The law, however, makes many more references to the “petitioner” and “respondent.” As you might expect, the petitioner is the party who files the petition for divorce. He or she is officially the plaintiff. The other spouse has the opportunity to file a response to the petition and, as such, is known as the respondent. After the initial filing and response, both parties have the same status in the case. Both have equal standing to file motions, ask for considerations, and introduce evidence. Therefore, from a legal perspective, there is not much of a formal advantage to be had by being the first to file—especially if both spouses are expecting the filing.

Psychological and Emotional Advantages

Filing first can have benefits, however, that are not legal in nature. If you take control by getting the proceedings started, you might gain an increased level of confidence. This could create a more positive outlook for the rest of the divorced process. Likewise, many people believe that by filing first, they can put their spouse in a defensive position, ostensibly giving the filing party the ability to “steer” the divorce in the direction of their choosing. This may not be exactly true from a legal standpoint, but the psychological and emotional effects cannot be ignored.

Get Help from a Wheaton Divorce Lawyer

If your spouse has put you in a defensive mode by filing for divorce, or you would like to explore your options for filing first, contact an experienced DuPage County divorce attorney. Call Stock, Carlson & Duff LLC at 630-665-2500 to schedule a confidential consultation today. We will provide the guidance and representation you need to protect your rights during your divorce.


Posted in Divorce | Tagged , , , , , |

Illinois divorce attorney, Illinois family lawyer, IL prenup lawyerIt may be awkward to bring up the possibility of a prenuptial agreement with your partner, as it can be uncomfortable to think about divorce before the marriage even begins. However, a prenuptial agreement can be more than just a safeguard for your assets in the event of a divorce. It can also be an opportunity for you and your spouse to have an open discussion about your finances and help you remain aware of each other’s needs and priorities throughout your marriage.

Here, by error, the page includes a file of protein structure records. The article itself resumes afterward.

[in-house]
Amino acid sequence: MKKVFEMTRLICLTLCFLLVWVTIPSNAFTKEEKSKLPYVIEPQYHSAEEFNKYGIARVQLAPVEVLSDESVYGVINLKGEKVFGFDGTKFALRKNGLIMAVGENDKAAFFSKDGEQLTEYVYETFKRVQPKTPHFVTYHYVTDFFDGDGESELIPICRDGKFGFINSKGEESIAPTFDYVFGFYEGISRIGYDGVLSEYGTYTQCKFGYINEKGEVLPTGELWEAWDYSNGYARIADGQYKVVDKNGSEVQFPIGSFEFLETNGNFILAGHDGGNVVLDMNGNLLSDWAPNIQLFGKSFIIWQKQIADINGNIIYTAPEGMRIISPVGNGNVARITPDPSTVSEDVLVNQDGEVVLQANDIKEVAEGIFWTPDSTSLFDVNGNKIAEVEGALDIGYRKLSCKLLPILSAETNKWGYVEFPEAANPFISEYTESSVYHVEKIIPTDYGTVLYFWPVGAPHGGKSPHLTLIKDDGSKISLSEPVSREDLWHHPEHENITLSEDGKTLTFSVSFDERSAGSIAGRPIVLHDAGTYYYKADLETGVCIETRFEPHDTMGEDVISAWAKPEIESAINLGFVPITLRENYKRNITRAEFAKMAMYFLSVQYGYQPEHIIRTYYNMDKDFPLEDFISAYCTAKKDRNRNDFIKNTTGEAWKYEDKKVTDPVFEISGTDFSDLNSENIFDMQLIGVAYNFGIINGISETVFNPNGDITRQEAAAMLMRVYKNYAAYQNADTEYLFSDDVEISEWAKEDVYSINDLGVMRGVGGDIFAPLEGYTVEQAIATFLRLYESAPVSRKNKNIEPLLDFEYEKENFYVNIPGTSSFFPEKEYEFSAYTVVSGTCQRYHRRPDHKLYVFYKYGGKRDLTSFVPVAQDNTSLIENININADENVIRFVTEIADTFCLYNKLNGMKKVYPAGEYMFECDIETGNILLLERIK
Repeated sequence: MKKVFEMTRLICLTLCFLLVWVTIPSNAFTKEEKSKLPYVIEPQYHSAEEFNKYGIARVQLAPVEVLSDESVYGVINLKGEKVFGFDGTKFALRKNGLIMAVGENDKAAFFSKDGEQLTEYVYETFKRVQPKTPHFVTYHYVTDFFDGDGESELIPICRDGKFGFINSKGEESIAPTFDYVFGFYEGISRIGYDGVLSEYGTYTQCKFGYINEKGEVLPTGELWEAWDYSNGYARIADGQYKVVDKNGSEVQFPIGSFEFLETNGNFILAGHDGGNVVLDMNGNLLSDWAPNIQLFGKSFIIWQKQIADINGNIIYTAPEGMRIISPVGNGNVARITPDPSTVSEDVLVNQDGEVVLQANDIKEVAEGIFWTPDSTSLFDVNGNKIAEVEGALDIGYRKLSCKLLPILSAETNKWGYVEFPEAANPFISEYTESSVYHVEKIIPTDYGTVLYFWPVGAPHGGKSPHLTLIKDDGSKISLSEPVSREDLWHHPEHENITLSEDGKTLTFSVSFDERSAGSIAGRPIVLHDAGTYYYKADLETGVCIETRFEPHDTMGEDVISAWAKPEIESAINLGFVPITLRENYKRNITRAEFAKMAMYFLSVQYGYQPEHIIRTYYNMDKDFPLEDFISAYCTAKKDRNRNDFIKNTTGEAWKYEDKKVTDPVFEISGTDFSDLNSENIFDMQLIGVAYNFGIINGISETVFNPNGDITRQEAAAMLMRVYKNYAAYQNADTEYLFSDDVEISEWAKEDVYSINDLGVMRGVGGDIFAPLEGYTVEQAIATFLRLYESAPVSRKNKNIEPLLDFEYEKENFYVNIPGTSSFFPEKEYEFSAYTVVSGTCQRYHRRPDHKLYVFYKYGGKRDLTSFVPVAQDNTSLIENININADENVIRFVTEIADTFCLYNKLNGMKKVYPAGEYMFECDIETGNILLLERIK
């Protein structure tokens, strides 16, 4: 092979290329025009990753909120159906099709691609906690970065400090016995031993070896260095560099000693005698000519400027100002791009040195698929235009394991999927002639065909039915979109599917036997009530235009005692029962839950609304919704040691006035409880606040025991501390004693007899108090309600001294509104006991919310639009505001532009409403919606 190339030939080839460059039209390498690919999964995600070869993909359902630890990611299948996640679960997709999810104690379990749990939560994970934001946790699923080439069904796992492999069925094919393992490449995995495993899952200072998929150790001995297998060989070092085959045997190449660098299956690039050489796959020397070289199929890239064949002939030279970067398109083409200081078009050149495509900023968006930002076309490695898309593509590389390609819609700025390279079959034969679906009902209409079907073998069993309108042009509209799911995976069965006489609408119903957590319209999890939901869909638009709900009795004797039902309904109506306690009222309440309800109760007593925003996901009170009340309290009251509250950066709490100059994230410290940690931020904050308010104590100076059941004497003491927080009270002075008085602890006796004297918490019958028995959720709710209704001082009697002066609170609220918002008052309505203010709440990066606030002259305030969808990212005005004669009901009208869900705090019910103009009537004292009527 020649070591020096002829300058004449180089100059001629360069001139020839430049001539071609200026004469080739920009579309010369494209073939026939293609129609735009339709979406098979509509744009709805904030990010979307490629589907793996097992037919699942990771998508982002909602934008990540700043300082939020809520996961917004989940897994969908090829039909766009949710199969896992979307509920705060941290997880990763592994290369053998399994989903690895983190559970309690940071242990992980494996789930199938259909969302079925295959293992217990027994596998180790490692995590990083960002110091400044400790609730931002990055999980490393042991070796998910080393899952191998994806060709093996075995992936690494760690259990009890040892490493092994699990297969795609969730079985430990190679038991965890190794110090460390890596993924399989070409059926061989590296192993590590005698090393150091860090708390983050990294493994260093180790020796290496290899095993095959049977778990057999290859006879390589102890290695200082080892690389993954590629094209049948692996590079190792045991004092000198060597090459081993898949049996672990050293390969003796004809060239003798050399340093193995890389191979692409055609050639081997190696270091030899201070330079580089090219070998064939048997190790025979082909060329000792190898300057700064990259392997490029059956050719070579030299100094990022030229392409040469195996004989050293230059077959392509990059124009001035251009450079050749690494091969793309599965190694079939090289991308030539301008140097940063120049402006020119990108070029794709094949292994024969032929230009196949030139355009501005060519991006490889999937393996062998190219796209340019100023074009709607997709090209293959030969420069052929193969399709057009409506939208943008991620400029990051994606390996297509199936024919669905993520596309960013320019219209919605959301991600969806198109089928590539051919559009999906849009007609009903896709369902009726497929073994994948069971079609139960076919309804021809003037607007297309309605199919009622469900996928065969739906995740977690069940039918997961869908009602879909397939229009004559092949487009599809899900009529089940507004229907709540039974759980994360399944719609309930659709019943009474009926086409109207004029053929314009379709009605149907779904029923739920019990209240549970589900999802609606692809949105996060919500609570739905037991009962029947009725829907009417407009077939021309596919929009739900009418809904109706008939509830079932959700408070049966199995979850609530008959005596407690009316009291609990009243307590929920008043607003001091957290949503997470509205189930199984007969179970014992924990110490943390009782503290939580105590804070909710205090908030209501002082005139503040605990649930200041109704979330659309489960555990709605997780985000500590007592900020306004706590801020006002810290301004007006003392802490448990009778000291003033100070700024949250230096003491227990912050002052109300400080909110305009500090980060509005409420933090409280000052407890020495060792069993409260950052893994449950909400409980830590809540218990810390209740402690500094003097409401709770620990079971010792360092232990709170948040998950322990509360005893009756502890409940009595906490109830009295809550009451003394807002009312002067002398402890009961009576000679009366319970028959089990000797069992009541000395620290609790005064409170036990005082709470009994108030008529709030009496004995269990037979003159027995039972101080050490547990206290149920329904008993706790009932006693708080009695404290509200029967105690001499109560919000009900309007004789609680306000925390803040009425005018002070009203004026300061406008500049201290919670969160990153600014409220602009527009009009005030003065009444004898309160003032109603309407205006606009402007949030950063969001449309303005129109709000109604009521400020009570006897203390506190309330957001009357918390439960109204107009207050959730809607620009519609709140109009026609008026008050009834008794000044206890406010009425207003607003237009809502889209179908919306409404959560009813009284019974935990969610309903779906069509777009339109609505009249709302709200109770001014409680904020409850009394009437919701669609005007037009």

Items to Address in a Prenuptial Agreement

Couples can choose to address a variety of issues in their discussions and prenuptial agreements, primarily related to their financial and property interests. Some important topics include:

  • Division of assets: A prenuptial agreement can clearly specify which spouse has the rights to certain kinds of property and assets acquired before or during the marriage, as well as who will receive the property in the event of a divorce.
  • Business interests: If you or your spouse owns a business going into your marriage, you can choose to establish your prenuptial agreement such that each of you maintains the right to your business property and the ability to make decisions about the management of the business.
  • Spousal support: Your prenuptial agreement can address whether one spouse will be expected to pay the other spousal support after a divorce, which may save you from lengthy negotiations during the divorce process.
  • Life insurance: Your agreement can clarify who will be the beneficiaries of life insurance policies in the even of one of your deaths, for example, whether it will be the other spouse or your children or dependents.
  • Estate planning: Your agreement may include the creation or modification of a will to ensure that the provisions you include are honored if one of you dies during the marriage.

Keep in mind that your prenuptial agreement cannot address issues of child support, parental responsibilities, or parenting time, as these must be determined based on the children’s best interests at the time of the divorce. It is also crucial that both parties are honest and transparent during the creation of the agreement and willingly consent to sign it, as any manipulation or coercion can result in an unenforceable prenuptial agreement.

Contact a Wheaton Divorce Attorney Today

At Stock, Carlson & Duff LLC, our experienced attorneys know the common issues that couples face during a divorce, and we can guide you and your partner through the creation of a prenuptial agreement that addresses these issues in a way that helps you avoid conflict and uncertainty. Contact a DuPage County divorce lawyer today at 630-665-2500 so we can help you enter your marriage with confidence that your financial interests are protected.



Posted in Prenuptial Agreement | Tagged , , , , , |